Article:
In Mindes v. Seaman, 453 F.2d 197 (5th Cir. 1971), the Fifth Circuit developed an approach that has since become widely accepted by the federal courts for determining whether particular actions of military authorities are properly reviewable by the civilian courts. The Mindes court noted that "traditional judicial trepidation over interfering with the military establishment has been strongly manifested in an unwillingness to second-guess judgments requiring military expertise and in a reluctance to substitute court orders for discretionary military decisions." Id. at 199.
Despite this traditional reluctance of courts to interfere in internal military decisions, however, the court also noted that judicial review of such decisions had been allowed in limited situations. The Fifth Circuit concluded that a court should not review internal military affairs "in the absence of (a) an allegation of the deprivation of a constitutional right, or an allegation that the military has acted in violation of applicable statutes or its own regulations, and (b) exhaustion of available intraservice corrective measures." Id. at 201. A district court faced with a sufficient allegation should then examine the substance of the allegation in light of the general policy of nonreview of military matters, weighing four policy considerations in its determination of justifiability: (1) the nature and strength of the plaintiff's challenge to the military determination; (2) the potential injury to the plaintiff if review is refused; (3) the type and degree of anticipated interference with the military function; (4) the extent to which the exercise of military expertise or discretion is involved. Id. The Fifth Circuit determined that the allegation of the Air Force captain in the Mindes case was sufficient to withstand a motion to dismiss on the pleadings, in light of the claimed violation of due process in the captain's separation from active service and the exhaustion of the captain's intraservice remedies, but vacated the judgment of the district court and remanded for further proceedings balancing the four policy factors enunciated by the court of appeals.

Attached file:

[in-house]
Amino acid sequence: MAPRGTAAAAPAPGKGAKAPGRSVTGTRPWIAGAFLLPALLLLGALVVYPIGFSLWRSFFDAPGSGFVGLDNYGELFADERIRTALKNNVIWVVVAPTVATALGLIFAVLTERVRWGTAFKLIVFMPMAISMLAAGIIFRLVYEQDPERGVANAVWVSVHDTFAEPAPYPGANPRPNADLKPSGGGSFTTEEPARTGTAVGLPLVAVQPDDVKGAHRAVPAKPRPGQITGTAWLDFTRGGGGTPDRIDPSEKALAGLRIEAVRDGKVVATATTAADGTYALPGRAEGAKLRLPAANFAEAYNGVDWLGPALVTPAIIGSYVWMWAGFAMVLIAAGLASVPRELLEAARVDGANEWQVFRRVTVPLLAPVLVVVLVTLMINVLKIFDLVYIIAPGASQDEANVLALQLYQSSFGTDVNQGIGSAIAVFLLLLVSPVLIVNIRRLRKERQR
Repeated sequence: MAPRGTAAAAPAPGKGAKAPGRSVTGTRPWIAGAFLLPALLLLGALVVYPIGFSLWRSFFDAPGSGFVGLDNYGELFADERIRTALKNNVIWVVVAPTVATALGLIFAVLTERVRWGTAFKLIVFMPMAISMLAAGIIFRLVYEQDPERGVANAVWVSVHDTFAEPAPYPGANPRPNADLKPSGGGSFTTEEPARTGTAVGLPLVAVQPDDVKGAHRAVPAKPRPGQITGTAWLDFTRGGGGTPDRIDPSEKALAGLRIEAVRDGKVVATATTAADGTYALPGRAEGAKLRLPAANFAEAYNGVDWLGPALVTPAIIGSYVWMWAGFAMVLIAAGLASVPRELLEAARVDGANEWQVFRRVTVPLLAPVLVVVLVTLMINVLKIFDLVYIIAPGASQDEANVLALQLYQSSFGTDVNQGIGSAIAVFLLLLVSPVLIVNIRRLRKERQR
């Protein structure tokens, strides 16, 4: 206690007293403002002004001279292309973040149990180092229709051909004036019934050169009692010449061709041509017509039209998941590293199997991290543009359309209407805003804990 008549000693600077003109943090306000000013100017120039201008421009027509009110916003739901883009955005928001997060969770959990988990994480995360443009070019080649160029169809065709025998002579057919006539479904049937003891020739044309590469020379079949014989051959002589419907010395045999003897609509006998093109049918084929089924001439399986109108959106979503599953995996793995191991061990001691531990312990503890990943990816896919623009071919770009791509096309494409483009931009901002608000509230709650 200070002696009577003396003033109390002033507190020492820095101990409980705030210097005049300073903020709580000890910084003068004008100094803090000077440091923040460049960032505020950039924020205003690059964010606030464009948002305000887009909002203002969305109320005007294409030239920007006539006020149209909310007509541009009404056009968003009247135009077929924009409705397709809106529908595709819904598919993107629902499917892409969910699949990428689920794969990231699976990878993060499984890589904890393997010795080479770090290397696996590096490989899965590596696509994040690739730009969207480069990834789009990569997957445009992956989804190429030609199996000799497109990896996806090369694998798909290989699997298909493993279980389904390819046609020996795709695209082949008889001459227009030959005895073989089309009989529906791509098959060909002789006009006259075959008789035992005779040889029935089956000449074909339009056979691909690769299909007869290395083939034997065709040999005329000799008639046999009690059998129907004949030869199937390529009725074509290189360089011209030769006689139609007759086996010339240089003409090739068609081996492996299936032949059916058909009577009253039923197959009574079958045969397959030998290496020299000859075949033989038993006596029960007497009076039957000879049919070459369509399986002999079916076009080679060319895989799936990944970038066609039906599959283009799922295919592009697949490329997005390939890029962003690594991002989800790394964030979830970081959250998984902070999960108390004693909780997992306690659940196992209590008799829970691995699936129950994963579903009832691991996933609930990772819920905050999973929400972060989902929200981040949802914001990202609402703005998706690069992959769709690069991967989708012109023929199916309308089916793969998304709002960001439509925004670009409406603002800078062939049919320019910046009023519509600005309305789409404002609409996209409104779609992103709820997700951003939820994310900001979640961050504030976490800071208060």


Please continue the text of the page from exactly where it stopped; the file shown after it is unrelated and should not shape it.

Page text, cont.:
In Navas v. Vales, 752 F.2d 765 (1st Cir. 1985), the First Circuit recently applied the Mindes formula to a fact situation quite similar to that of the present case, and affirmed the district court's dismissal of the matter as a nonjusticiable military controversy. In Navas a member of the Puerto Rico National Guard (PRNG) was separated from that group after 34 years of service. Navas challenged the action of the selective retention board that recommended his separation, claiming inter alia that the board had not complied with NGR 635-102 when it acted on the basis of a personnel file that was lacking two officer efficiency reports.
Instead of pursuing the intraservice remedy available to him in the form of an appeal to the Army Board of Correction of Military Records (ABCMR) under 10 U.S.C. § 1552, and Army Regulation (AR) 15-185, Navas filed suit in federal district court seeking declaratory and injunctive relief, mandamus and damages. In affirming the district court's dismissal of Navas' action, the First Circuit determined that it need not reach the balancing component of the Mindes formula due to Navas' failure to satisfy the threshold requirement of exhaustion of intraservice administrative remedies. The First Circuit wrote
10 U.S.C. § 1552(a) provides in pertinent part: